I should stress that I personally am not either in favour or against: it is just an interesting idea.
You can't test security into a system.
Regardless of if the analagy is right or wrong, or if you believe it or not... it's true.
Anyone want to list to number of holes that are now closed that were wide open until someone exploited it? (WinNuke, anyone?) Does anyone actually believe that the software writers are going to spend large amounts of time and money closing holes that no one knows about?
Of course not, they're going to add more features. New features sell software, not security fixes.
Attacks make us safer in the long run...hmmm...yes, defenses are usually made better in response to creative offensive actions. For instance, my cash (and yours) is much safer in the bank today because of the actions of Bonnie and Clyde, Pretty-boy Floyd, and George Nelson.
I suppose the position would be, then, that it's ok to lose a few battles and skirmishes, so long as you win the war. There are always externalities and associated collateral "costs"...this is the Risk Management model, right? Cover what you can afford and insure for the rest?
Or is it really "Risk Acceptance"?
Risk Management works well until you are the affected "externality". Those folks displaced in New Orleans took the brunt of someone elses's decision that a Category 3+ storm was an unlikely enough event such that current levee protection was adequate during 99.9% of storm seasons.
It's ugly when this model fails. How effective is this when it's your IT systems being attacked by a new vector? Your clients data being posted to a website hosted overseas, and your company has to write letters to hundreds of thousands of formerly trusting clients explaining that they need to watch their credit reports daily for the next five years?
I suppose the "good of the many" argument trumps this, on a national/global view...just remember that woe is the "affected few".
27.5 million potential "few" were at risk from one such security lapse recently. I am sure that this is a record number which will soon be broken.
How long before the affected are not the "few"?
when reading the article, i first thought of the advice to let children play in the dirt. because keeping them too clean may weaken their immune system, so one day a harmless infection could be lethal.
but all in all i don't see the inherent wisdom in this. the article argues about the threat of lethal attacks if there wouldn't be defense mechanisms developed because of minor ones.
so i say: "it's good, normal sized people try to jump over fences, because of this fences are built high enough so that even big people can't jump over them." - nonsense!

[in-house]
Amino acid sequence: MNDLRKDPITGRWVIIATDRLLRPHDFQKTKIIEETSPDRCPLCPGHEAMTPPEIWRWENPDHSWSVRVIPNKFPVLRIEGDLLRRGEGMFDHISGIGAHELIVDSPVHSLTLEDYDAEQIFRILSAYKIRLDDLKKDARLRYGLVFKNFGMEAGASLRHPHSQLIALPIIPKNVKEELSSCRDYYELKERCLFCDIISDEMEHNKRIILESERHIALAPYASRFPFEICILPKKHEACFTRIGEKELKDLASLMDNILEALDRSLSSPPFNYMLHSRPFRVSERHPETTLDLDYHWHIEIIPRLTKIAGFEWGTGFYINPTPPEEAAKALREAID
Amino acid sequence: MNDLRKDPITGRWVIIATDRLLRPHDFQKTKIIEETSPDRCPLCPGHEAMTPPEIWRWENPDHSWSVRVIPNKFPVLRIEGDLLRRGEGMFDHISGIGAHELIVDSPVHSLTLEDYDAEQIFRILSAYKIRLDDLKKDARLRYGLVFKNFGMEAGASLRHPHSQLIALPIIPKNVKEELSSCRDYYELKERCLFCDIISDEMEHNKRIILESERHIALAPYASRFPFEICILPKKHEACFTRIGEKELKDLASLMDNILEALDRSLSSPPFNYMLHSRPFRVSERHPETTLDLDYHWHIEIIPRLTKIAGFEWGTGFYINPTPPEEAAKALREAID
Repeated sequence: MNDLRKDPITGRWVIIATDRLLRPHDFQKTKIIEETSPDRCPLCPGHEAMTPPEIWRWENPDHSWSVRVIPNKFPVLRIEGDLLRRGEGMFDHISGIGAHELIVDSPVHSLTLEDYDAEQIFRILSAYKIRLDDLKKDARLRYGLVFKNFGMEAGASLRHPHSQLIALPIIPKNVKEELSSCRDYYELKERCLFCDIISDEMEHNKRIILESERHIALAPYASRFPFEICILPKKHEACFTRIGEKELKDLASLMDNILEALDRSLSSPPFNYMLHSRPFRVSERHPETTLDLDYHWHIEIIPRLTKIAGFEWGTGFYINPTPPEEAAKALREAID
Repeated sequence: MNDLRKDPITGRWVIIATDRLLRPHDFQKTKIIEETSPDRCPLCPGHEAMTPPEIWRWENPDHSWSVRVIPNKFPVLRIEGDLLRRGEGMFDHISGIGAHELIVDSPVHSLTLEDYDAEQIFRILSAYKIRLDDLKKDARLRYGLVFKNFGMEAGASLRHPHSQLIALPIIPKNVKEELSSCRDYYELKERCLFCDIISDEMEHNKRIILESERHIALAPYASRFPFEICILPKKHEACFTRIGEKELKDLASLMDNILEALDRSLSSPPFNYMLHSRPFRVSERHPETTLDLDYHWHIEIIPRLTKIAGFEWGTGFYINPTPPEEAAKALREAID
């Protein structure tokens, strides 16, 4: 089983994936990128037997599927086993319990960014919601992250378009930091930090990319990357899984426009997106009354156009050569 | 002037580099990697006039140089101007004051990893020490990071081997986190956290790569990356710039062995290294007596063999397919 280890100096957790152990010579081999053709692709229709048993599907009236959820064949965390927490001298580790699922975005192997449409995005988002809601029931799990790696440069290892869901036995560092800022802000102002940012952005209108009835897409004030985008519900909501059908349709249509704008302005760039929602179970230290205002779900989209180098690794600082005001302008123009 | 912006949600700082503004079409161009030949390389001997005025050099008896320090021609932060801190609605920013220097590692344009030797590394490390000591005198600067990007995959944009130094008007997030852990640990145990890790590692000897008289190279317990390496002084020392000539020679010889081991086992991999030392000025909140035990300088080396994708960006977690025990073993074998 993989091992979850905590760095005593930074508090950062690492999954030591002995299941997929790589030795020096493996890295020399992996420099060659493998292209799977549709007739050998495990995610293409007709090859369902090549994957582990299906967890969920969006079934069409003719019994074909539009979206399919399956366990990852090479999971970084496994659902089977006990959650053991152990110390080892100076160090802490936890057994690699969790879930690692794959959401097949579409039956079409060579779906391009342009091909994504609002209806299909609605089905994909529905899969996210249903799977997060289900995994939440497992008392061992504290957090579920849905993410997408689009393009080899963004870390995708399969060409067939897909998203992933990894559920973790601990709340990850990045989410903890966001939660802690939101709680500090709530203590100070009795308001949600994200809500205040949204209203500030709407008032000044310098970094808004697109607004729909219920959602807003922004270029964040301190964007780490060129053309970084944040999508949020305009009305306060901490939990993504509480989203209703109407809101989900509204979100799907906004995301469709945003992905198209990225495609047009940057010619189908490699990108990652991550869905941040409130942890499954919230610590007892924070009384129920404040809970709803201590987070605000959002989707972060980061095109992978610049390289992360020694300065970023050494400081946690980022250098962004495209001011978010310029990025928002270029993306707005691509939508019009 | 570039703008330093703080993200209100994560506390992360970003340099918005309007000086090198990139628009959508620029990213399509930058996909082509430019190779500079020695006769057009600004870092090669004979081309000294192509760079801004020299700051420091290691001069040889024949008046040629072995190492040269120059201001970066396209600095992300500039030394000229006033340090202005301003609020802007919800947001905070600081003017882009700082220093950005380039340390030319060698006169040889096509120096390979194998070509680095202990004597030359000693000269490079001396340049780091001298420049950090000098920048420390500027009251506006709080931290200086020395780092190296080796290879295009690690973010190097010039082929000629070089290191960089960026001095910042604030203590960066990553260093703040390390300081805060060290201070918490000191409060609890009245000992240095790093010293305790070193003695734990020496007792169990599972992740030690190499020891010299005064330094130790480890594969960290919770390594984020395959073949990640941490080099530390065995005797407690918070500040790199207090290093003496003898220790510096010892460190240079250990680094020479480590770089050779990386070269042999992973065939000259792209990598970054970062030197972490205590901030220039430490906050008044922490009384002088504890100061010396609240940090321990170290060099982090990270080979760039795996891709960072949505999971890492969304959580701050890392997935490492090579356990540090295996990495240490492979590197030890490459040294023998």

maybe someone could come up with a situation where no minor accidents, but only critical ones happen - so the "wisdom" of the note could be applied. atomic power plants? airplanes? i can't think of one.
imho the article argues about a purley hypothetical situation.
@ Lazy Sumo
> Regardless of if the analagy is right or wrong, or if you believe it or not... it's true.
No, it's not.
First, a fundamental difference between a biological system and a technological one is biological defense adaption is continuous, and technological defense adaption is discrete.
A human immune system, developing antibodies against a flu strain, will have increased resistence to many/all flu strains. A technological immune system, developing "antibodies" against a worm strain, will have either total resistence to similiar strains or no resistence to similiar strains (depending upon the definition of similiar).
If the technological immune system gets a software patch, it's immune to those worms that exploit that particular vulnerability, but it has no defense against other worms that may exploit a similar vulnerability.
Second, and more telling, a biological immune system is internally regulated. A technological immune system is externally regulated. Many, many worm viruses use the IE backend of Outlook to propagate (just one example, not picking on MS here). Turning off HTML mail on your mail client is a defensive adaption. In a biological system, the immune response would persist. In the technological one, the user (after some amount of time) gets annoyed that (s)he can't read HTML mail, and disables the immune response.
This is an oversimplified analysis, but IMO the anonymous author is incorrect.
In other words, "That which does not kill the Internet only makes it stronger." Great. So let's unleash a super cyber-plague that costs so much money in lost manpower, cleanup costs, and missed utilization of IT infrastructure that it's barely worth it to keep everything running. Then the world will be even better!
@ Rob Shein
My point exactly. Thank you for stating it so succinctly.
Actually, most computer malware these days is parasitic. The intent isn't simply to cause damage; rather, if a machine can be taken over it can be added to a bot network, and can be made to send spam, or launch denial-of-service attacks. That's why virus-infected machines still appear to work; it isn't in the interest of the bad guys to destroy the machines they infect, because a working machine is more useful to them.